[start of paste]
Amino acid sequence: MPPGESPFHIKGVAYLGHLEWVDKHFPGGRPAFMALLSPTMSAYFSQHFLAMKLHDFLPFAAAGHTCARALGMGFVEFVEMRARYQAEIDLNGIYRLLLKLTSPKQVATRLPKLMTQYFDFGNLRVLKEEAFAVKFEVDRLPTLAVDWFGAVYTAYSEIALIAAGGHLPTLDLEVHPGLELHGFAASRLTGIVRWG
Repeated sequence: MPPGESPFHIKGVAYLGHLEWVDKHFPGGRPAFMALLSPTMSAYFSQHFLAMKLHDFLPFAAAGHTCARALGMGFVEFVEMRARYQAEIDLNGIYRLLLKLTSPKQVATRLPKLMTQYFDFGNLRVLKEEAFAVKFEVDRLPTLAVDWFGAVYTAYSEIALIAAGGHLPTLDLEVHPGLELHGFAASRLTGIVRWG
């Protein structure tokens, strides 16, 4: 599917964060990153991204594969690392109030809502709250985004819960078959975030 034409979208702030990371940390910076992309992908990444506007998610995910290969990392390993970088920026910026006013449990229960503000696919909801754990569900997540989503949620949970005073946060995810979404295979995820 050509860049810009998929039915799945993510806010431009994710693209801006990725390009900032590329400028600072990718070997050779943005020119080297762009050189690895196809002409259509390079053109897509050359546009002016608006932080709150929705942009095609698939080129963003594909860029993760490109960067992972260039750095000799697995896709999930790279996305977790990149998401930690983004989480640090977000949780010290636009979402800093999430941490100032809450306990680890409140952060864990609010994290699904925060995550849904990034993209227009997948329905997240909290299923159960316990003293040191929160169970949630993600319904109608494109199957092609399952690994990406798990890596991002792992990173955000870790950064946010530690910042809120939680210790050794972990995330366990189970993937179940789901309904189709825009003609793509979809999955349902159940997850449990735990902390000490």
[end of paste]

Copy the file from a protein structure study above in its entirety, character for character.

Amino acid sequence: MPPGESPFHIKGVAYLGHLEWVDKHFPGGRPAFMALLSPTMSAYFSQHFLAMKLHDFLPFAAAGHTCARALGMGFVEFVEMRARYQAEIDLNGIYRLLLKLTSPKQVATRLPKLMTQYFDFGNLRVLKEEAFAVKFEVDRLPTLAVDWFGAVYTAYSEIALIAAGGHLPTLDLEVHPGLELHGFAASRLTGIVRWG
Repeated sequence: MPPGESPFHIKGVAYLGHLEWVDKHFPGGRPAFMALLSPTMSAYFSQHFLAMKLHDFLPFAAAGHTCARALGMGFVEFVEMRARYQAEIDLNGIYRLLLKLTSPKQVATRLPKLMTQYFDFGNLRVLKEEAFAVKFEVDRLPTLAVDWFGAVYTAYSEIALIAAGGHLPTLDLEVHPGLELHGFAASRLTGIVRWG
């Protein structure tokens, strides 16, 4: 599917964060990153991204594969690392109030809502709250985004819960078959975030 034409979208702030990371940390910076992309992908990444506007998610995910290969990392390993970088920026910026006013449990229960503000696919909801754990569900997540989503949620949970005073946060995810979404295979995820 050509860049810009998929039915799945993510806010431009994710693209801006990725390009900032590329400028600072990718070997050779943005020119080297762009050189690895196809002409259509390079053109897509050359546009002016608006932080709150929705942009095609698939080129963003594909860029993760490109960067992972260039750095000799697995896709999930790279996305977790990149998401930690983004989480640090977000949780010290636009979402800093999430941490100032809450306990680890409140952060864990609010994290699904925060995550849904990034993209227009997948329905997240909290299923159960316990003293040191929160169970949630993600319904109608494109199957092609399952690994990406798990890596991002792992990173955000870790950064946010530690910042809120939680210790050794972990995330366990189970993937179940789901309904189709825009003609793509979809999955349902159940997850449990735990902390000490």